“Every stage of adulthood is a coming of age.” (Zoraida Cordova)
“A lot of this book is me writing about the death of me-and-acting, in a weird way.” (Lance Rubin)
“It’s perfectly okay to have ‘yes’ be part of the dialogue in any sexual interaction. That is important to me.” (Brendan Kiely)
“It was based on a Linkin Park song, because I was that person.” (Zoraida Cordova, on her first printed poem)
“I always like to add something strange to my stories; I don’t know what to do if something strange isn’t happening.” (Ibi Zoboi)
“We’re never done asking that ‘who am I’ question.” (Zoraida Cordova)
“I would love to be able to write beautiful poetry.” (Julie Buxbaum)
“I hated being a lawyer because I didn’t get to make stuff up.” (Julie Buxbaum)
“I don’t really like writing emotions. I write around emotions.” (Zoraida Cordova)
“My spoken word pieces turned into epic poems turned into short stories, and the short stories turned into novels.” (Ibi Zoboi)
“Sometimes things are not okay, but you’ll be okay.” (Julie Buxbaum)
“The other kids are just as insecure as you.” (Ibi Zoboi, on advice for teenagers)
“”Work harder.” (Mary G. Thompson, on advice for teenagers)
Love on the Rocks
“I write love stories, but I don’t believe in happily ever after.” (Katie McGarry)
“How do I subvert what everyone’s expecting while still having them walk away full?” (Julie Buxbaum)
“I’m a fan of happy-for-now endings.” (Caleb Roehrig)
“Writing it was this intensely nostalgic feeling.” (Rafi Mittlefehldt)
“I am a romcom fiend.” (Julie Buxbaum)
“I love writing swoony scenes. … You get to rescript your first kiss.” (Julie Buxbaum)
“I could write that stuff all day long!” (Katie McGarry)
“For me, writing the romantic stuff is difficult because it’s personal.” (Caleb Roehrig)
“I rarely read something romantic unless someone gets killed.” (Caleb Roehrig)
“[The Outsiders] singlehandedly kept me from being dead in a dumpster at sixteen.” (Katie McGarry)
“I’m fourteen and I’m going back and forth between Stephen King and Danielle Steele.” (Katie McGarry)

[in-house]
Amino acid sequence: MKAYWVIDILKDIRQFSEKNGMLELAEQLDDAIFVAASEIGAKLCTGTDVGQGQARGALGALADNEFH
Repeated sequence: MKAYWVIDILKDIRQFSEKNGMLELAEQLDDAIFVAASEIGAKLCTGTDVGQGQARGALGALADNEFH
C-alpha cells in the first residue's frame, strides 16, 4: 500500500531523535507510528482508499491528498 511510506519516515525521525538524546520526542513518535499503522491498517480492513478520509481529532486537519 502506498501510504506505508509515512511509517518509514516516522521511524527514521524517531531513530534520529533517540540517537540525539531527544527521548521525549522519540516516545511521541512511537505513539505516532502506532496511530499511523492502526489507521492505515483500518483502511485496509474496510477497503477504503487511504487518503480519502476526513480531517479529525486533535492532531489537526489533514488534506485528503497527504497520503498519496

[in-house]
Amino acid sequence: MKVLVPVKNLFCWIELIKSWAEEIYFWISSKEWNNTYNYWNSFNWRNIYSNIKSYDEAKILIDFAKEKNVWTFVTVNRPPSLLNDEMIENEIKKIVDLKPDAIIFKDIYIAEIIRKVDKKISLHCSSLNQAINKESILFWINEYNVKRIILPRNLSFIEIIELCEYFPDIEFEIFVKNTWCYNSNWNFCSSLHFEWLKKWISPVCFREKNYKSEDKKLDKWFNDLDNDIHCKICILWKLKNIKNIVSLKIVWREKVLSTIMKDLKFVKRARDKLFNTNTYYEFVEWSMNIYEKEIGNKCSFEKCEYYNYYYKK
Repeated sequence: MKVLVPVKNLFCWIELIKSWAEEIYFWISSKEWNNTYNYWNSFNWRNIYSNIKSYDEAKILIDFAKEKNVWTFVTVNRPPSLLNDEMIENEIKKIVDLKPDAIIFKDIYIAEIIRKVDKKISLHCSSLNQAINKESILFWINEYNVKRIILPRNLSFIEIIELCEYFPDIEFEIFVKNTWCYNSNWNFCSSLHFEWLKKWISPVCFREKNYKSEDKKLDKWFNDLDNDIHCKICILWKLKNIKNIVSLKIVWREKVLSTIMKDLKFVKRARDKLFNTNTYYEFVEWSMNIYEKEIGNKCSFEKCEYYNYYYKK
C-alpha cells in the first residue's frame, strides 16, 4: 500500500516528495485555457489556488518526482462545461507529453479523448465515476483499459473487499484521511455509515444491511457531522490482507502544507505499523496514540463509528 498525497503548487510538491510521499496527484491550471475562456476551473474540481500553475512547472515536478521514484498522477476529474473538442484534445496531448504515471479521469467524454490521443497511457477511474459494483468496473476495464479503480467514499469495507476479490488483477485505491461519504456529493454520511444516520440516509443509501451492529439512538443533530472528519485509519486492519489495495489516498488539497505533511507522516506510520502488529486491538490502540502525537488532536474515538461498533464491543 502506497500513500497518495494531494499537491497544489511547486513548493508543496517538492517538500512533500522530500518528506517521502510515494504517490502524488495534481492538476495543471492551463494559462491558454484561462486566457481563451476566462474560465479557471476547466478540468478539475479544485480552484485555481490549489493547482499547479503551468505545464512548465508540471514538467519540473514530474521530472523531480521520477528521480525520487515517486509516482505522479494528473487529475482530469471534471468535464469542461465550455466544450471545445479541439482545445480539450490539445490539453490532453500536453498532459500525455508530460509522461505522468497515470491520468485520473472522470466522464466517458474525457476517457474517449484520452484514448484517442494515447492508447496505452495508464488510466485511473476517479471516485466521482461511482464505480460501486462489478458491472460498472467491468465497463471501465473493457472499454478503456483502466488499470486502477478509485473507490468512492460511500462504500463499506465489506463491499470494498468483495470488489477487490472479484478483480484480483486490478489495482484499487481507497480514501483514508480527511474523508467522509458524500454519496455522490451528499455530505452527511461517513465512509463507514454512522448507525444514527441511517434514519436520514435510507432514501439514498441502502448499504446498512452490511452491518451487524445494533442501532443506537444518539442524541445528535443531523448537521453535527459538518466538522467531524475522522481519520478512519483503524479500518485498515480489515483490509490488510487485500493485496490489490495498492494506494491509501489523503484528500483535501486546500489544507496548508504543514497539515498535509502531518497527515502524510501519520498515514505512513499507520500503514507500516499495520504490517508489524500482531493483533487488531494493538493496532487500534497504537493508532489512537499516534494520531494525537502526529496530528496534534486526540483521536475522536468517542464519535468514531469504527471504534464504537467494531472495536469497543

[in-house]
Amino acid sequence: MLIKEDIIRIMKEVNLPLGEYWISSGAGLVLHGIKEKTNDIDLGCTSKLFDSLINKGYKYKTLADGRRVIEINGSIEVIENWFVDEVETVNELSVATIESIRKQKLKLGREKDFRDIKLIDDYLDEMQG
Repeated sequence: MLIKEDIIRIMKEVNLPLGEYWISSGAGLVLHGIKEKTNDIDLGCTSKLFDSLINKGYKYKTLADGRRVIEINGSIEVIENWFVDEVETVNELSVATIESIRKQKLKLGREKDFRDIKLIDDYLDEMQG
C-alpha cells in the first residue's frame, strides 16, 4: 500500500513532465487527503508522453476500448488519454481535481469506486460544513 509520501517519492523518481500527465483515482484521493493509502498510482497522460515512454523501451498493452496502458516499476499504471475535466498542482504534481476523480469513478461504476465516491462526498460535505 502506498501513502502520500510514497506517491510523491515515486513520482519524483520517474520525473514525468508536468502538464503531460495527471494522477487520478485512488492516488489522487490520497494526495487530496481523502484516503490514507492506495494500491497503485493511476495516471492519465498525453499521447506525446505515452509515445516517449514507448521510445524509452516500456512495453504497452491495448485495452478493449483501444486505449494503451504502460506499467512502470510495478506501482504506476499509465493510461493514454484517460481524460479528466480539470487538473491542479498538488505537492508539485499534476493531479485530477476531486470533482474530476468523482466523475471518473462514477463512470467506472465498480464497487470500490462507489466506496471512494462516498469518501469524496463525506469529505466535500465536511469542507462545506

“I wrote them for my daughter.” (Katie McGarry)
“We as females want to kiss people, and we have our bodies and shouldn’t be ashamed of them.” (Katie McGarry)
“When you put more of yourself into a story, you get more out.” (Caleb Roehrig)
“My various failures have made it into my writing.” (Caleb Roehrig)
“I feel like, if I wrote all my embarrassing moments, my editor would be like, ‘That’s too much. That would never happen.'” (Julie Buxbaum)
“I can’t tell you what my book’s about because I’m not quite sure.” (M-E Girard)
“I think a lot of girls that seem like insiders feel like outsiders.” (M-E Girard)
“Middle grade is a window into the world. YA is a window into the interior.” (Will Walton)
“I talk a lot about the double standards in the media [in Allegedly].” (Tiffany D. Jackson)
“I like writing the fullness of a person.” (Jaye Robin Brown)
“Your boyfriend really should be your friend at the end of the day. They’re not just boo–they’re not just bae.” (Tiffany D. Jackson)
“Friendship is important when you’re a teenager because it’s practice for dealing with an actual relationship.” (M-E Girard)
“When you write a queer story, there’s the fear that your book won’t mean the right thing to everyone.” (M-E Girard)
“When something gets flat… invite something in from the outside.” (Will Walton)
“I want girls who like girls and their faith to come away from this story with some hope that there’s a place where they can have them both.” (Jaye Robin Brown, on Georgia Peaches and Other Forbidden Fruit)
Keynote: Nina LaCour
“There are worse things in life than feeling like you don’t quite fit in in the town where you grew up.”
“No matter how thorough your education, it’s different to learn about racism through the eyes of a character.”
“It is a time for us to share our stories.”
“What I want for you is to be sure of your inherent worth, to be sure that You Are Okay.”
Updated on February 27, 2017
I read a lot. And, most of the time, I read very quickly. I’ve found that immediately reviewing the books that I read not only slows down my reading time, it diminishes the joy of the thing.